There are many clever ways of carrying paracord in your kit and on your person.
But don’t forget the basics.
Why do we want to carry paracord?
Under what circumstances might we need to use it?
Cordage from Natural Materials:
There are a variety of natural materials we can utilise for making cordage and bindings – plant fibres, tree bark, withies, roots, sinews or rawhide, for example. Most of these methods require some skill or time for processing.
Some types of natural cordage are not suitable for certain applications. Some sources are seasonal. Others are only available in certain geographic regions. In some environments, in some seasons (typically winter), it can be impossible to improvise cordage from natural materials.
Hence, it is normally at least useful, and sometimes critical, to carry some cordage with us. This can of course be natural cordage if it is well made and suited to the potential uses.
String is a Very Important Thing
There is a multitude of uses for cordage. From fishing lines to bow-drilling, from traps to shelter-building, the list is almost endless.
As Spike Milligan pointed out, “String is a very important thing.”
Cordage for Emergencies
Many who include some random cord in their daypack or rucksack do so for some ill-defined sense of “just in case”.
On a trip, having some strong nylon cord to replace a bootlace or fix a rucksack can certainly make life easier.
For more serious situations, having decent nylon cordage can mean the difference between lighting a fire with bow-drill and not.
In fact, there are many potential uses for strong cord in an wilderness emergency or survival situation.
Thinking about what you might need to use cordage for, and under which circumstances, will make sure you have the right type. It will also make sure you have enough.
The Power of Paracord
Genuine parachute cord has a breaking strain of 550lb. It has a tough outer and multiple inner cords. This makes it a durable and versatile cordage to have with you in the great outdoors.
Paracord Survival Bracelets
Popularised by proponents of every day carry (or EDC) survival kit and adopted more widely by outdoor enthusiasts, it seems that paracord survival bracelets have become something of a badge.
I have yet to see anyone willingly take one off their wrist and use the cord.
I’ve even had someone on a bushcraft course ask me if I had any spare cord they could use. When I pointed out they had a paracord bracelet on their wrist, they said “yeah but it’s a hassle to undo…”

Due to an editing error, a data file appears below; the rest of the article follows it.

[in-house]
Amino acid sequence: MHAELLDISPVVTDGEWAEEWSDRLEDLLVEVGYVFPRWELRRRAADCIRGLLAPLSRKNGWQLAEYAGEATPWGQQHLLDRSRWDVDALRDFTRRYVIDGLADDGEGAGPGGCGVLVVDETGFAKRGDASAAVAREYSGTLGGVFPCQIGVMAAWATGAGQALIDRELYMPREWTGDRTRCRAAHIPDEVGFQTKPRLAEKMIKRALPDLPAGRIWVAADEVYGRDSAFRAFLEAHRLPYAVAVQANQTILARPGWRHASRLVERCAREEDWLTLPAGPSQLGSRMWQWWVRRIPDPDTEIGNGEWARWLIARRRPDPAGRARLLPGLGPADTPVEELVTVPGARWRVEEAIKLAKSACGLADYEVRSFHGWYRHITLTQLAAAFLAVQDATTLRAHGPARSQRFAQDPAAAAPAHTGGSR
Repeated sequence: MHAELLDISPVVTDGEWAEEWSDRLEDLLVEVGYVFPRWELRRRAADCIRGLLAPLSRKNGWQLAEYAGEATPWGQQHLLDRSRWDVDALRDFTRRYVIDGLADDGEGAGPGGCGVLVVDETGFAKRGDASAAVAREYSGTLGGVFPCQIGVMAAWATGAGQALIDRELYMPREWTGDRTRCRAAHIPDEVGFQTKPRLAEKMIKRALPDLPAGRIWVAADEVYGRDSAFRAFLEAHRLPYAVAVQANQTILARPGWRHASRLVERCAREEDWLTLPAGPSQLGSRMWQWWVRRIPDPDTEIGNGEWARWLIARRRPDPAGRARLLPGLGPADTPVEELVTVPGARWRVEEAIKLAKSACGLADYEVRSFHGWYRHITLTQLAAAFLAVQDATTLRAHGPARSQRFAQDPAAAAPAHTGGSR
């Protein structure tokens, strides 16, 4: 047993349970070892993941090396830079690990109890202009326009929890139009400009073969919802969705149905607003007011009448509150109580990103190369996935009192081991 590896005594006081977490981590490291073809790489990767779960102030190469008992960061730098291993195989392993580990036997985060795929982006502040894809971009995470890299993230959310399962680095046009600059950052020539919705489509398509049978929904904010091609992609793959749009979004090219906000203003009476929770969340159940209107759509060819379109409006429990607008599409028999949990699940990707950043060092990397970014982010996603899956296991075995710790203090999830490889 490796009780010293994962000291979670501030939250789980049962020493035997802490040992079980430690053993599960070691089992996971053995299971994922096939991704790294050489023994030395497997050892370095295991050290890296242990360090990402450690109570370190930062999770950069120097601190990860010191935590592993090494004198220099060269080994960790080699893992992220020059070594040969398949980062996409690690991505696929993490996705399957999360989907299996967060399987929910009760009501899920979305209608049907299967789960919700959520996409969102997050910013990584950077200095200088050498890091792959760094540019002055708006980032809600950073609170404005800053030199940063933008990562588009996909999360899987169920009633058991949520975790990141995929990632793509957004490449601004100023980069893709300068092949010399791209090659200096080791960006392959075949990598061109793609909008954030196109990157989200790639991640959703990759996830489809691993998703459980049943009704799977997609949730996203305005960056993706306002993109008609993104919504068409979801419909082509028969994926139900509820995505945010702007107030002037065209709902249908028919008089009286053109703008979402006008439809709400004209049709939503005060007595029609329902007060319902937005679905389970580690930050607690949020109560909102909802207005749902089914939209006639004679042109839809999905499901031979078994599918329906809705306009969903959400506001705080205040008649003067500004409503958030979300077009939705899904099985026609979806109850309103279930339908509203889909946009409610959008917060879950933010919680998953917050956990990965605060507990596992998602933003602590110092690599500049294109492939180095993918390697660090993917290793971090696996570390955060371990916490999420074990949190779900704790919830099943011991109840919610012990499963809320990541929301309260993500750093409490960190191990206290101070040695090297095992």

One of the more popular ways of constructing these bracelets from paracord is to employ Solomon’s Knot.
Visually attractive, they are indeed a bit fiddly to undo. Particularly if you have cold hands.
While I think it’s worth having extra cord with you, especially on your person, you shouldn’t overlook other, more easily accessible means of carrying extra paracord.
How to Carry Paracord Without Noticing
Replace Your Bootlaces with Paracord
People often say about bow-drill “you can always use your bootlace”. Yes, possibly. But not all bootlaces are made equal. Paracord is probably better quality than your bootlaces. Add a little more length than you need for your laces (you can always wrap the extra around your ankle).
Replace Drawcords with Paracord
Much of your camping and outdoor kit has drawcords: Stuff sacs, rucksacks, jackets, etc. Replace these cords with paracord and you’ll have metres and metres of it amongst your kit.
Keep a Hank of Paracord in your Pocket
The most easily accessible means of having a useful length of paracord on your person is in your trouser pocket. You can hank up 5-10 metres and not know it is there. It is instantly deployable (unlike the paracord bracelet which needs unpicking) and does not disrupt the function of other equipment (such as stuff sacs). It is also actually on your person, whereas other equipment might not be.
Melt The Ends
Melt the ends of your cord to stop it fraying, which it will otherwise do alarmingly quickly.
String is Good for the Soul
Even if you don’t put much store in having some cord in your pocket for physical emergencies, it can be good for the soul.
As John Hegley wrote in ‘Can I Come Down Now Dad’,
“If you’re depressed
and your life don’t mean a thing
pop into a hardware shop
and cop hold of some string.”
Hardware shops are few and far between out in the wilderness, so best have some in your pocket for this reason too….
Let Us Know What You Do…
What methods do you use to make sure you have cordage with you? What extra tips & tricks can you offer? Let us know in the comments below…
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